2. Read liberally from those who are in that faith.
Often, when we desire to learn about those of other faiths, we will look to find an author from our faith writing about other faiths. This is probably not the best option. As Christians, we would be suspect of a Mormon, or Muslim, authoring thoughts about Christianity. Just so, we ought to consider that those who are in another faith are probably the most appropriate experts about their own faith. Even better, however, would be to get a copy of that faith’s holy book, and study it yourself.
3. Attend a service or two of the faith you are trying to understand.
As I was trying to understand Islam better, one of the healthiest things I did was to begin attending a Friday prayer service at the local mosque. I obviously didn’t participate in their prayer time; I would sit in the back and just watch, but those who were part of the mosque were incredibly gracious and welcoming. I continue to learn more during these opportunities than I could in just about any other setting. If you want to understand another faith, and the faith allows visitors into their gatherings (and most do), attend a few and listen. You might be surprised what you learn.
4. Befriend and learn from those who are in that faith.
Finally, the best way I know to rightly understand the faith of those we disagree with is to become friends with those who are in that faith. This has been one of the healthiest exercises in my Christian walk. Like Jesus, who consistently spent time with those who were outside his faith community, we ought to be quick to be friends with others who might not agree with us. My experiences, gathered around a table, learning from those who are in another faith, have been among the most helpful and instructive times I have experienced. I am rarely more encouraged than these interactions with those who believe differently than I do.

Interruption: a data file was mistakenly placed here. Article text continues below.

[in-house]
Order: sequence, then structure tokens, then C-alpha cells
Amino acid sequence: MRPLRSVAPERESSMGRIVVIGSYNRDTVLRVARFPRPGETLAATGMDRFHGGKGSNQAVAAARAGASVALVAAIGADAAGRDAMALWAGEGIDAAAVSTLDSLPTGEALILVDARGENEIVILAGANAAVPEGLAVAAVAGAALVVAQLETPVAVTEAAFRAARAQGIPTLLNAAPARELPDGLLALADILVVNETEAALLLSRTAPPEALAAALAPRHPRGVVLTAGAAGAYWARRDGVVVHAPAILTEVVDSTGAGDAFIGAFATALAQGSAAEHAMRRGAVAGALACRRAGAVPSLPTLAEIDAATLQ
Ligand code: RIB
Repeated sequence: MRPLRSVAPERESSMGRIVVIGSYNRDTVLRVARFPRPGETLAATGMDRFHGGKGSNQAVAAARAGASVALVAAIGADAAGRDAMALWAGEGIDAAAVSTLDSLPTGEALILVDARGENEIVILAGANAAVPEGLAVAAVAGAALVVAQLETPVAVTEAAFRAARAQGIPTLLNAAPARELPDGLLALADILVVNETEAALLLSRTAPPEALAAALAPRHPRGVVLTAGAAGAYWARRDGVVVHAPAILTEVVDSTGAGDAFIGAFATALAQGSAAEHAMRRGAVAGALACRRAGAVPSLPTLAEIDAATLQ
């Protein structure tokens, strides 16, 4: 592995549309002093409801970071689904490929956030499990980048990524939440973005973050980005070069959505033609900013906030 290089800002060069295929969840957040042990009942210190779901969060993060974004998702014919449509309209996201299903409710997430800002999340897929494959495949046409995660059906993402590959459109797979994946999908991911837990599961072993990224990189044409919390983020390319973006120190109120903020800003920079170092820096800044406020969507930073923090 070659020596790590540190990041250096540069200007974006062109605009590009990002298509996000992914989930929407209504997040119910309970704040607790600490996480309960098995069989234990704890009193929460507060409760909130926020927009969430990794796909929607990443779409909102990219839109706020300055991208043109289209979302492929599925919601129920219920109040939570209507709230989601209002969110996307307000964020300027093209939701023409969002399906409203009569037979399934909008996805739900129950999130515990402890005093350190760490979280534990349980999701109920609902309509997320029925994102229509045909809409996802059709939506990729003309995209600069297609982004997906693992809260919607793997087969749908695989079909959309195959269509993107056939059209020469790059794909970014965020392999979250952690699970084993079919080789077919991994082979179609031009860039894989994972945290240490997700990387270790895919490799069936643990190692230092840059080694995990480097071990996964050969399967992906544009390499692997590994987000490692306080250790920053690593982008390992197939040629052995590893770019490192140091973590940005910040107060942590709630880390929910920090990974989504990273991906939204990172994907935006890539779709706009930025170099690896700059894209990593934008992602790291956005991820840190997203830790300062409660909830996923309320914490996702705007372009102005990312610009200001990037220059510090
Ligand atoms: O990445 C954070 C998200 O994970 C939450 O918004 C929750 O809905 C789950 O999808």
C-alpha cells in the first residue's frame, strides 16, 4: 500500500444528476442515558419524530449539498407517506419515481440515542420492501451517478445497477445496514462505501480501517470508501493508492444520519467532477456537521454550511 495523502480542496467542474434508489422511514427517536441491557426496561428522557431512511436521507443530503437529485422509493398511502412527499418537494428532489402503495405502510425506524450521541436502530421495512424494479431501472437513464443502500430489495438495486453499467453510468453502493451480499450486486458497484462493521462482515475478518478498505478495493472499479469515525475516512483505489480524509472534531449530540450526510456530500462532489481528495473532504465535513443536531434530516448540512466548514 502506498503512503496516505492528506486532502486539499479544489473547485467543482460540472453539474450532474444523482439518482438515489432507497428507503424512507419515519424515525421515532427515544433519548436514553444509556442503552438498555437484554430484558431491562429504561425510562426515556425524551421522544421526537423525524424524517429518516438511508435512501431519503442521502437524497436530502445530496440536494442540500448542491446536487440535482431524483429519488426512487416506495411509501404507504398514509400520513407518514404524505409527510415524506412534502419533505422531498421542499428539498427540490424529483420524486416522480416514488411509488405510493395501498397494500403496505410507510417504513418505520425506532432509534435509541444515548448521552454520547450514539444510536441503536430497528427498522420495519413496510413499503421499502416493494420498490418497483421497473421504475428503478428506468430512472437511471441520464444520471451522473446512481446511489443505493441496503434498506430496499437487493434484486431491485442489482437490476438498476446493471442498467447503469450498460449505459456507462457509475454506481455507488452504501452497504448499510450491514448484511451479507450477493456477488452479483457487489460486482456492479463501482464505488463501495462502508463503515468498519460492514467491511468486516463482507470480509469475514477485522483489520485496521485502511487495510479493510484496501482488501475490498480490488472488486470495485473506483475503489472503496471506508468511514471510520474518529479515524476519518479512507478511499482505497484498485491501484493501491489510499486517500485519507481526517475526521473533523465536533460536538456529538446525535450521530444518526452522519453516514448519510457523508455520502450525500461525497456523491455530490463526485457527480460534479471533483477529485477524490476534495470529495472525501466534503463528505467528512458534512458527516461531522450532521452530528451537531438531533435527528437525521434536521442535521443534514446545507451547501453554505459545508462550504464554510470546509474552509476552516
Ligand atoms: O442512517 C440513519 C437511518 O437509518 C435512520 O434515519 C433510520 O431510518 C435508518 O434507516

As I have tried to rightly understand those who I disagree with, I have found that it has helped me to love others the way Jesus loves me, without condition, in every state possible. What’s more, it has opened up innumerable opportunities for me to share the gospel of Jesus. As I show genuine interest in their faith, those who I spend time with have, in turn, shown genuine interest in my faith. What is more, they trust me to share with them my faith, understanding that I’m sharing with them as a friend, not just someone who wants to sell them a bill of religious goods and services. Finally, let me encourage you to clearly call out other followers of Christ who are spreading mischaracterizations about other faiths. It is harmful to our collective witness, and does violence to our faith, to treat other faiths dishonestly. It is not a threat to our own Christian faith to stand up in defense of those who may disagree with us, in fact, it is often exactly the opposite. We can regularly be like Jesus when we are willing to defend those who may rarely agree with us.